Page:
How to Crack the Code of Consistent Client Service

Overwhelm clients and customers with service.  It doesn’t sound hard, does it?  It’s nothing more than following the Golden Rule.  And yet…

During many happy years of managing retail brokerage offices I found out that the Golden Rule just isn’t specific enough for some.  We bring human frailties to our work every day – frailties which get in the way of consistent service.  As staffs come back after two years of working from home, you may find that the old band is out of tune.  Here is way to get everyone back into harmony.

A few years ago, at an office in New Jersey my team and I considered different ways to memorialize our basic standards – something that could serve as a daily reminder.  We talked about writing a rule book, starting a local service recognition program and many other good ideas before we opted for the tried-and-true Code of Conduct model.  The military’s Code of Conduct is a masterpiece of simplicity, easy to remember and effective.  We made our own, distilling our expectations into six ideas.  Here they are, just as they were written down in 2007:

This Office's Service Code

We are here to provide excellent service, the best possible.  We are not the judges of what excellent service is, the clients and colleagues that we serve are.

Every person we deal with is somebody’s mother, son or grandpa.  These are people and they need to be treated the same way that we treat our dads, kids and grandmas.

If something is incorrect, fix it or make sure that somebody else does.

It is never good enough to give up on solving a problem because we didn’t know how, or forgot, or got distracted.

The questions, notes, and emails that you get came to you because the people who asked or sent them expect an answer.  Don’t fail them.

Money does not make people happy.  The milk of human kindness does.  Make people happy.

My business happened to be retail brokerage, but this sort of code can be adapted to any business environment where service comes first.  The key isn’t writing the code, it’s using it.  Here is how I implemented ours:

1. Flaunt it!  Be brave and hold a meeting with your people for the sole purpose of discussing the code.  Expect to be laughed at, expect to be questioned, and expect to be ignored.  Don’t worry about it.  That is exactly what a great leader is built to endure.  Keep your sense of humor, stick to the message, and let them know that you live by this code and you want them to also.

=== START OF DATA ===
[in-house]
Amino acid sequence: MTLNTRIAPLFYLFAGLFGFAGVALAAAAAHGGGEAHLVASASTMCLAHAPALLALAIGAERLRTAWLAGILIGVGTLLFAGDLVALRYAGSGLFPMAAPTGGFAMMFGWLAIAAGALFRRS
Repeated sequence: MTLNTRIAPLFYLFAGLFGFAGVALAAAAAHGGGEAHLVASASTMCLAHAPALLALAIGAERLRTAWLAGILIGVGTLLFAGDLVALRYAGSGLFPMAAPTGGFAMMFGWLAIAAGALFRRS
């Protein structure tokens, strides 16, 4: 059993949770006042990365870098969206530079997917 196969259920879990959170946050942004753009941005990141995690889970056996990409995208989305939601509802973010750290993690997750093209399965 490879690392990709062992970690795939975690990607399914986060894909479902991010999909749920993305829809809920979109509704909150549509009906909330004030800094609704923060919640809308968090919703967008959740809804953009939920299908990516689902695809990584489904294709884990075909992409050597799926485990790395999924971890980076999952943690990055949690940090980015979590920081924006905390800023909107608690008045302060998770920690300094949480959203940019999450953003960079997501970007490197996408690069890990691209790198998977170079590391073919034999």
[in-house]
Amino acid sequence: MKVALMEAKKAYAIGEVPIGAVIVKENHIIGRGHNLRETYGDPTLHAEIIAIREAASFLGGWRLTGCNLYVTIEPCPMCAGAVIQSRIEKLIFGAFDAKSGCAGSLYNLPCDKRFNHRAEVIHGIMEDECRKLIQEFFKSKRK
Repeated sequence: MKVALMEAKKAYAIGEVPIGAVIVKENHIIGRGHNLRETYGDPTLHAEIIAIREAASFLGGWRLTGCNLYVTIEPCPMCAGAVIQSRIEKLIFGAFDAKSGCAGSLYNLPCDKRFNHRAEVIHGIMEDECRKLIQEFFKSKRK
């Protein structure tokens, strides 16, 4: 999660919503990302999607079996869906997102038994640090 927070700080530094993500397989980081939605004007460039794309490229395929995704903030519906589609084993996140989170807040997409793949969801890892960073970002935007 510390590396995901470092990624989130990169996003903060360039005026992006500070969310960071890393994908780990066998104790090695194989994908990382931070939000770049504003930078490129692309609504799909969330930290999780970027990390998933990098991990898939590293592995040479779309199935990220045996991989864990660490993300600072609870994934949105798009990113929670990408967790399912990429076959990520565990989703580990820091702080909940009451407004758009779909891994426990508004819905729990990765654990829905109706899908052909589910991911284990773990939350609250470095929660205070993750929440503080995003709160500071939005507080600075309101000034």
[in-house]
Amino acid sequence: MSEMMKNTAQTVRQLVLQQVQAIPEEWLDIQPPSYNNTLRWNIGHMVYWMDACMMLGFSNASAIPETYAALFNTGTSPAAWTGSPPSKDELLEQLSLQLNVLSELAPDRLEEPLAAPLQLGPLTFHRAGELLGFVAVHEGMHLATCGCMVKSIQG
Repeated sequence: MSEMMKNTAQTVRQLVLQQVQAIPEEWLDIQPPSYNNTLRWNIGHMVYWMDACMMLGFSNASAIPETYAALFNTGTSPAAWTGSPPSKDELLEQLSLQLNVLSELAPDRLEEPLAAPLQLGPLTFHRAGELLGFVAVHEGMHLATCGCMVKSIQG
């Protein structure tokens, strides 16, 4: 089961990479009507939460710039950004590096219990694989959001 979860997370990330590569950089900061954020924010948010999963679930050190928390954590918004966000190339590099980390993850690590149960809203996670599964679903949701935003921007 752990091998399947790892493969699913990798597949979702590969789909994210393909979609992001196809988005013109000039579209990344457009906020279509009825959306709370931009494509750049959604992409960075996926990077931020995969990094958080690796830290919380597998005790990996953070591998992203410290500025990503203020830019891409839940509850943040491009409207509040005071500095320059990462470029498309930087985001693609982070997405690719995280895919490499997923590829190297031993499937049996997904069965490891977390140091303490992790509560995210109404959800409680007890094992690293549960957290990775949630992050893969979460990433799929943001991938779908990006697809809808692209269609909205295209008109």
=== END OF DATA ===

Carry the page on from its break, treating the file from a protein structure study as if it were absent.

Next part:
2. Deputize Them!  Every member of the team must have equal authority to ask others to abide by the service code.  Let them know that you expect them to call you out when you, as the leader, fail to live up to the code.  That will get them paying attention!  It also sets up great opportunities for you to be vulnerable and human as the leader.

3. Put It On The Wall!  Literally.  I handed out printed copies of the code at meetings a few times a year.  I was thrilled whenever I saw that someone decided to pin the code to their cubicle wall or tape it to their desk.  I framed it and hung a copy the wall next to the reception station.  We never distributed it to clients (nor would I recommend that) but more than one client commented favorably framed copies they saw over the years.

4. Enforce It!  This can be the hard part, but it can also be the easiest.  When I saw service that was not up to par, I didn’t have to sit someone down and give them a written evaluation.  I could just point to the code and people got the message.  I never used the code as a tool for corrective action, only as a flag to rally around when the way was unclear.

All in all, you’ll find that an organizational service code will help to make your office the best that it can be.  It helped me develop the environment of trust, respect, and harmony that I always owed to my staffs, and it can do the same for you.

Related: What To Do When a Client is Absolutely, 100% Unfair to You